LARP (live action role playing) helps me be a better leader in real life. In my favorite game, a monthly medieval fantasy campaign LARP, I consciously commit to role playing a character who remains loyal and becomes stronger and better at leadership.
This repeated practice (“I am strong. I am worthy of this position. I act with a loyal interest at all times”) has improved my real life leadership ability. In game, free of the consequences and challenges of real life, I am able to act on these thoughts and immersively internalize them, making me stronger, when I choose, after the game has ended.
Here are the six most important leadership tips I’ve learned from my experiences in LARP. I apply these to real life roles and relationships as needed, and overall I’m a lot happier with myself for having learned them. I hope they help you, too!
You Can’t Please Everyone
When you’re playing a leader, others seek your opinion and you have to make decisions and choices. Especially as a woman (and a female character who has done some rather typically feminine, ‘princessy’ things), I’m conditioned to constantly want to please others. I feel terrible when someone is displeased with my actions or decisions. I didn’t even realize how often I feel that way in real life until I started examining it in a LARP setting!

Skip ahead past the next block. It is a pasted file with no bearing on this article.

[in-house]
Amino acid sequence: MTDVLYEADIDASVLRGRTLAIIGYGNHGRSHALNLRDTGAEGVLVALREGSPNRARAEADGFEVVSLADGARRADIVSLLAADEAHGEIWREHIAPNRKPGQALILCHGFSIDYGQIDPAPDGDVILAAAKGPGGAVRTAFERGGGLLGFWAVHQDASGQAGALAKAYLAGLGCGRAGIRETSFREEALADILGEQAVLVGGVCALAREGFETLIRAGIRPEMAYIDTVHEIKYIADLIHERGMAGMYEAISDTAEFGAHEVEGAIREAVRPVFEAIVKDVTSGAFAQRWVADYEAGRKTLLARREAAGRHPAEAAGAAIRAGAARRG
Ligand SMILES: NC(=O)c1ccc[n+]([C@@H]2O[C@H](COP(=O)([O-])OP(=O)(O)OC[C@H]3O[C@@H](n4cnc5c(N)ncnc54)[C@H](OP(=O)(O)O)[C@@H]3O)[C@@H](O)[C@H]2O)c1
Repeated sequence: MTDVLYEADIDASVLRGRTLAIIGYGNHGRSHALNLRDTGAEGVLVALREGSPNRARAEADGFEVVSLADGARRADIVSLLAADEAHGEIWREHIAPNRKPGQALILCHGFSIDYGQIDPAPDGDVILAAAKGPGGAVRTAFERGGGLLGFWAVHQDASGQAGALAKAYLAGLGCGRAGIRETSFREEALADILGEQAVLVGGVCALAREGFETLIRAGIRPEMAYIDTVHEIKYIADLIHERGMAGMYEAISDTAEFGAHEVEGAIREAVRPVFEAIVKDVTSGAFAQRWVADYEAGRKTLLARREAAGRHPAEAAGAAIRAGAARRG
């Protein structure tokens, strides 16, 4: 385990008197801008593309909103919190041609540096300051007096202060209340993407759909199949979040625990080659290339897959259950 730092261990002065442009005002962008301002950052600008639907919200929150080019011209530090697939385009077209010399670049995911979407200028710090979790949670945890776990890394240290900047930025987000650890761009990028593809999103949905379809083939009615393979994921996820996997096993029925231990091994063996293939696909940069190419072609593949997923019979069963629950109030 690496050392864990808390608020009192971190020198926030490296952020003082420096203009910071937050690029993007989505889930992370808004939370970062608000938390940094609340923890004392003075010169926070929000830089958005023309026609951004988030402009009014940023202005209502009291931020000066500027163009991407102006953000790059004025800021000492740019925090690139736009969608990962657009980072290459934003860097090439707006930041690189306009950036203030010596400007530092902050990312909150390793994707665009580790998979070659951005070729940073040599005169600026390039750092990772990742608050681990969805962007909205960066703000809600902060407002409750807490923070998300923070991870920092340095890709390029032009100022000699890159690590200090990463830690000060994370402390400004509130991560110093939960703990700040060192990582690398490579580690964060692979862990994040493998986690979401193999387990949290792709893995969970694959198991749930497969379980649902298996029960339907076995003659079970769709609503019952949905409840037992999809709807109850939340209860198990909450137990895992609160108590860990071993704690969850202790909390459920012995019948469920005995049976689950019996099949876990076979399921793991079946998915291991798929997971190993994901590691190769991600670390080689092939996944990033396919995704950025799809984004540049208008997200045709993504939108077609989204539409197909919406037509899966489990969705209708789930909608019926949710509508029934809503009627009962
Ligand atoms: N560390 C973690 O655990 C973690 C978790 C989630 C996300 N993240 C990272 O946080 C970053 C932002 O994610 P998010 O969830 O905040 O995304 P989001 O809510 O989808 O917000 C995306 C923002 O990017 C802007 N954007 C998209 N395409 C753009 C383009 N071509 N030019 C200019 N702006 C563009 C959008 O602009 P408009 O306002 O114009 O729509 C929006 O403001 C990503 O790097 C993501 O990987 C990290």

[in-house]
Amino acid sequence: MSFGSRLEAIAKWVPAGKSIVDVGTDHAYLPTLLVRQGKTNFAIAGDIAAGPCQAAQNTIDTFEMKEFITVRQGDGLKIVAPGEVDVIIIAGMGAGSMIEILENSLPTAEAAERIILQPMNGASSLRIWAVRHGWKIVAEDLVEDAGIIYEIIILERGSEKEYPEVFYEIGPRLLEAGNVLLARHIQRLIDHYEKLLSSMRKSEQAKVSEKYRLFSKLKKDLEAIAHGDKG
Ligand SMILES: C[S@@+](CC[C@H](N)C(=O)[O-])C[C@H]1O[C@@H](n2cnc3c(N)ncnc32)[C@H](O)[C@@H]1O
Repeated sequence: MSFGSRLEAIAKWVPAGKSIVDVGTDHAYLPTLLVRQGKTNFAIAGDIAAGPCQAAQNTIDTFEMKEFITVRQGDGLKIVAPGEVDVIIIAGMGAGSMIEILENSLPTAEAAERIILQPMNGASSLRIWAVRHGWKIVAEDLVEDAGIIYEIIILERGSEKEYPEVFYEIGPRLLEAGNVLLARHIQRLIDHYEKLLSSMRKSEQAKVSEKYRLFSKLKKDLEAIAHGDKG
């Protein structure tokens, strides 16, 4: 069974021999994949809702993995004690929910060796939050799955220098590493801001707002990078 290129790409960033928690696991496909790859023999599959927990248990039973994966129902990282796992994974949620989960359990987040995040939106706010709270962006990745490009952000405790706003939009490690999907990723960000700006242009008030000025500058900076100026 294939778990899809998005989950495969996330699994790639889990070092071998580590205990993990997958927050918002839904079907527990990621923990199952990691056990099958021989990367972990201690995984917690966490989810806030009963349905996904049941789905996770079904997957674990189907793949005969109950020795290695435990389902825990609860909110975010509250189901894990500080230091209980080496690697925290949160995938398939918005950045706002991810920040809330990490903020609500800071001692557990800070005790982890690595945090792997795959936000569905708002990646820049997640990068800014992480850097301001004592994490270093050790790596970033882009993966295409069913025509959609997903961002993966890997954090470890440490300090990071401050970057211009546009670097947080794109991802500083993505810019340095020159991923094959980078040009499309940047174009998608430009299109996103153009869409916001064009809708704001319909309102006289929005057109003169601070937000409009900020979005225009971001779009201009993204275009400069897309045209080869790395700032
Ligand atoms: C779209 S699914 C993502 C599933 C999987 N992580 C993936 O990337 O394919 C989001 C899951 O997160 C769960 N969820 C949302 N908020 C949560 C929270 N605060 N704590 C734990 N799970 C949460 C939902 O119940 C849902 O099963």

One of the hardest leadership lessons I’ve learned through LARP is also one of the most important: you can’t please everyone. You can only do your best and stay true to your cause.
I’ve noticed some indicators regarding others’ reactions to my character’s decisions:
- Outright disgust
- Immediate compliance (out of genuine trust, fear, or apathy)
- Displeased compliance / disagreeing behind the character’s back only / gossiping
- Public agreement and private disagreement with the character directly
- Disagreement with the course of action, but compliance anyway (“I don’t think this is the best thing to do, but I trust you to make the right decision for our people”)
The last of these is especially hard to earn and the most meaningful. My character has learned to pay close attention to the ones that say such things as well as those who will clue her in to what others are thinking but may be afraid to say. It isn’t always easy to get a barometer on what a particular group is thinking at any given time.
This has taught me to be much more observant of others’ feelings in real life.
Loyalty Means Everything